Since starting the podcast, the two have covered topics ranging from the French-speaking amateur baseball league in Quebec to French cuisine in Louisville.
While they cover a lot of things, Litanga said he and Natsis are “not trying to be political” in their podcast. The uniting theme in their 44 episodes to date has always been the francophone community, a term coined for those who use French as their dominant language.
That focus has given them global reach; while they said their main podcast platform Buzzsprout does not provide statistics for how many plays or listeners the podcast has, they said it did tell them that 39% of their audience is outside the U.S.
Natsis and Litanga have spoken with people from all walks of francophone life, from people at Louisville libraries to Harvard professors and students in Quebec.
“We’re more and more getting into learning a hell of a lot and contributing to the base of knowledge around the whole conversation of identity and French,” said Natsis.
The duo interviewed young students about their experiences speaking French in other countries during a summit in Canada at the Centre de la francophonie des Amériques, a Quebec government-backed initiative that aims to build ties between the 33 million French speakers spread across North and South America. They interviewed two Francophone students, one from British Columbia and another from Chile, recording one episode before the summit and one afterwards.
They also recorded more light-hearted episodes where Natsis and Litanga walked around Louisville and asked people of all ages their favorite French word for a three-episode series. Children learning French in school said things like “je t’aime” or “bonjour,” while older generations of Francophones came up with more intricate phrases. One college student even sang the French national anthem, “La Marseillaise,” from memory.
“It was a very feel-good episode,” Litanga said.
The two have also talked about the French representation in other parts of the U.S. like Louisiana, an area that still has a large French-speaking population. In a two-part episode, Natsis and Litanga spoke to Joseph Dunn, the executive director of the Council for the Development of French in Louisiana (CODOFIL) about the long-lasting impact of the language and its representation in the state.
“I didn’t know there was a community of communities here [in the U.S.] who are trying to reclaim their own heritage,” Litanga said about the conversation.
French in Louisville: “It’s Like A Private Kind Of Thing”
Despite its namesake from King Louis XVI of France, Louisville does not often embrace its French roots besides the symbolic fleur de lis dotting street signs and garbage cans.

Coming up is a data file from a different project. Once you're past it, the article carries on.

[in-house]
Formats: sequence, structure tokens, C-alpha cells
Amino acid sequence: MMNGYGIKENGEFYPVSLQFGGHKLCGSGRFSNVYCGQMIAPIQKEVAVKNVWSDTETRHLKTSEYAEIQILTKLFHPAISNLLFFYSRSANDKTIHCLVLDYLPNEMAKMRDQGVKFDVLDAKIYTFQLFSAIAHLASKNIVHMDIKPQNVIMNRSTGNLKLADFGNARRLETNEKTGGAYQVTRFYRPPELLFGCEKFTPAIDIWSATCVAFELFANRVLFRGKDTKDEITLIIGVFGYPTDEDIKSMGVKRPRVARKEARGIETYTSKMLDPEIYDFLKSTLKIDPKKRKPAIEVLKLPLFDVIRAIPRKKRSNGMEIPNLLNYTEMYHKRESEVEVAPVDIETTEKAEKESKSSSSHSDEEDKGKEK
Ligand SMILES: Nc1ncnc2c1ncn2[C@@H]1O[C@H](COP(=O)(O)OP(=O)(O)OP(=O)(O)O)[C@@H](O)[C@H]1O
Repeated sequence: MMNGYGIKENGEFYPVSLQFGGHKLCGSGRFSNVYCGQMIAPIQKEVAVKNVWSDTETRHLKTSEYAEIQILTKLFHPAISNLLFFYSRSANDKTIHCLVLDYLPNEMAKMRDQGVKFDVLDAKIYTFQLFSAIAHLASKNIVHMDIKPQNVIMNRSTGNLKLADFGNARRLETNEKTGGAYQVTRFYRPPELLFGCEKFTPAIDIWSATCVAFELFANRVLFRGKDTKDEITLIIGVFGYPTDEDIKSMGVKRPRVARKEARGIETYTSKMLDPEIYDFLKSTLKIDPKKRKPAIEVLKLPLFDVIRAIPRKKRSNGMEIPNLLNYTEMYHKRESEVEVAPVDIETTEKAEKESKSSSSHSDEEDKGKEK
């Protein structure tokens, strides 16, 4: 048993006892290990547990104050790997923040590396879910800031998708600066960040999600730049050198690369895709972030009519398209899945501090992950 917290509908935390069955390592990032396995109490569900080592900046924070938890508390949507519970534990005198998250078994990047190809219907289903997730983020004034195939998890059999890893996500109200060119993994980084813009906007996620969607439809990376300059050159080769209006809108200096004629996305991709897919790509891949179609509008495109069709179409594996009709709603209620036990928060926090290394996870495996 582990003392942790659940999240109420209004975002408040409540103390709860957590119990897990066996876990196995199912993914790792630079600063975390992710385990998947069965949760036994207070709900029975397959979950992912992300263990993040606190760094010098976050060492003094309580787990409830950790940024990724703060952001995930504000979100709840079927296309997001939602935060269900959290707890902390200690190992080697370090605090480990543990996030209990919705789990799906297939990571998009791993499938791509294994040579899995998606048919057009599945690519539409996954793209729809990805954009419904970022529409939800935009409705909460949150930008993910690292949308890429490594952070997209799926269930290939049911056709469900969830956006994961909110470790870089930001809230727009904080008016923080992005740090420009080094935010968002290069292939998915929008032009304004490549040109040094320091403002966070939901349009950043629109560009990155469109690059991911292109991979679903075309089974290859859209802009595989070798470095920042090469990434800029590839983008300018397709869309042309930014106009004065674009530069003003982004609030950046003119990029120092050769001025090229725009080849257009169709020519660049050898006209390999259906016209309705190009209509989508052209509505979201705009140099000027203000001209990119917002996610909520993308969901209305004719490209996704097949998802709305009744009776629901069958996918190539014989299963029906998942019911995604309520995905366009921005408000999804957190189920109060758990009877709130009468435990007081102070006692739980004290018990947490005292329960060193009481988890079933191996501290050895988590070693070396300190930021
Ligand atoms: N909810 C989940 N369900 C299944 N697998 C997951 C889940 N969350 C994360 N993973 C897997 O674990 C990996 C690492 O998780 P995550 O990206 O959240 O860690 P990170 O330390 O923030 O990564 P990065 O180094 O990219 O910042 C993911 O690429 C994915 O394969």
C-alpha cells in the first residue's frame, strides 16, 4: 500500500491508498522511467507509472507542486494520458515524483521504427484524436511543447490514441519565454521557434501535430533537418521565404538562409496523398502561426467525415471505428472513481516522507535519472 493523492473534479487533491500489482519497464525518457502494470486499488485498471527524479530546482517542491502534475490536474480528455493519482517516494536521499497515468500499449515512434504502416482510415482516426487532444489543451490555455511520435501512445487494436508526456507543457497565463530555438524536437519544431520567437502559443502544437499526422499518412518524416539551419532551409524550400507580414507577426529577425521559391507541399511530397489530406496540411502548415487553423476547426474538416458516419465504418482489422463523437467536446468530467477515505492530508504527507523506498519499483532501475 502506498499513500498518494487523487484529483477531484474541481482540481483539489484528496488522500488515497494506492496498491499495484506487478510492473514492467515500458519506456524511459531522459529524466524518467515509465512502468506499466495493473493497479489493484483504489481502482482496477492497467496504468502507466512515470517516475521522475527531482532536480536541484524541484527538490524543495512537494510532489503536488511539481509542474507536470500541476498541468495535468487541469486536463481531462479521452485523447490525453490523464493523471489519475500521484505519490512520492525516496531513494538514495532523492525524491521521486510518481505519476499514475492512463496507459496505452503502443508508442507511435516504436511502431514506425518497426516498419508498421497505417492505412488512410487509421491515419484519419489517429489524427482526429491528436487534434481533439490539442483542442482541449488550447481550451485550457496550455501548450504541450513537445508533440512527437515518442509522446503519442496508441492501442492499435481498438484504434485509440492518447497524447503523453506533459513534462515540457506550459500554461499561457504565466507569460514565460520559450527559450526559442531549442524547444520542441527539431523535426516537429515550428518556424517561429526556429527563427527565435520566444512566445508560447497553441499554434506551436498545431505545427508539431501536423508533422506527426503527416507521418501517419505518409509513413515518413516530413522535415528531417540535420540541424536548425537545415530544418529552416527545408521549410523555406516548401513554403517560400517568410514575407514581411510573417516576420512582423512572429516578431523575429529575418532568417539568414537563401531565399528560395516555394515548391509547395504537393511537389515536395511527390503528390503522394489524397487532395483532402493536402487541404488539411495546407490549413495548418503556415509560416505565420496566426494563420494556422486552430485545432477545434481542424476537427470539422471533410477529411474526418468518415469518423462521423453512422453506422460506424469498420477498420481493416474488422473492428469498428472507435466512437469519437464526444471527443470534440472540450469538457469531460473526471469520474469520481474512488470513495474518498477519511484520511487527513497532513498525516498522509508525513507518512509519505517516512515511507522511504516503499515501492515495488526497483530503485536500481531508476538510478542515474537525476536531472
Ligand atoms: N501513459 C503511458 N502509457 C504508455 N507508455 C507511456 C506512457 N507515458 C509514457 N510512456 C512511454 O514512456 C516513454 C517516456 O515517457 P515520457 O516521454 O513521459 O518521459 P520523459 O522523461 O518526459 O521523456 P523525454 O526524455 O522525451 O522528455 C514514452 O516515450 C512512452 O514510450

But, Natsis said, the French connection is stronger than one might think.
“There’s so many people that speak French in America and don’t even know it,” Natsis said. He mentioned that he didn’t realize how many people in the Iroquois neighborhood spoke the language Natsis came to love until he hosted a Cercle Francais.
When Litanga moved to the city, it was difficult for him to find people who spoke his first language. He felt this might stem from a phenomenon immigrants experience coming to the U.S.
“As an immigrant, depending on our education, some of us want to immerse ourselves in the English-speaking environment so much that we neglect our French,” he said.
Litanga feels that neglecting French can lead to the language losing its importance.
“Even though there is a large amount of people here that speak French, it’s like a private kind of thing. It’s almost always in the margin,” he said. “My sister, she lives in Dallas. We only speak in English, which is really bizarre….We [immigrants] just think this language is not useful here, so why bring it to the public?”
Playing A Part In The Francophone Community
Litanga is thankful to the Cercle Francais for giving him the opportunity to meet more French speakers, and he hopes that the podcast can build a similar type of community.
“What we are trying to do is to be part of the Francophone and Francophile community here in Louisville and around the countries in the Americas,” he said.
The duo doesn’t make money off the podcast, nor do they promote it on social media. Natsis said they just do it because they love French and its community.
“We’re both passionately like this….So, we’re talking about how we started doing this, I’m seeing everything fall into place,” he said.
Natsis hopes his podcast makes French more easily accessible to those who want to learn it and to those who want to hear French in the media more consistently.
“From the U.S., nobody is doing it,” he said.
Récits Francophones au Coeur de l’Amérique is available on Spotify, Apple Podcasts, Amazon Music, and anywhere else podcasts are typically available.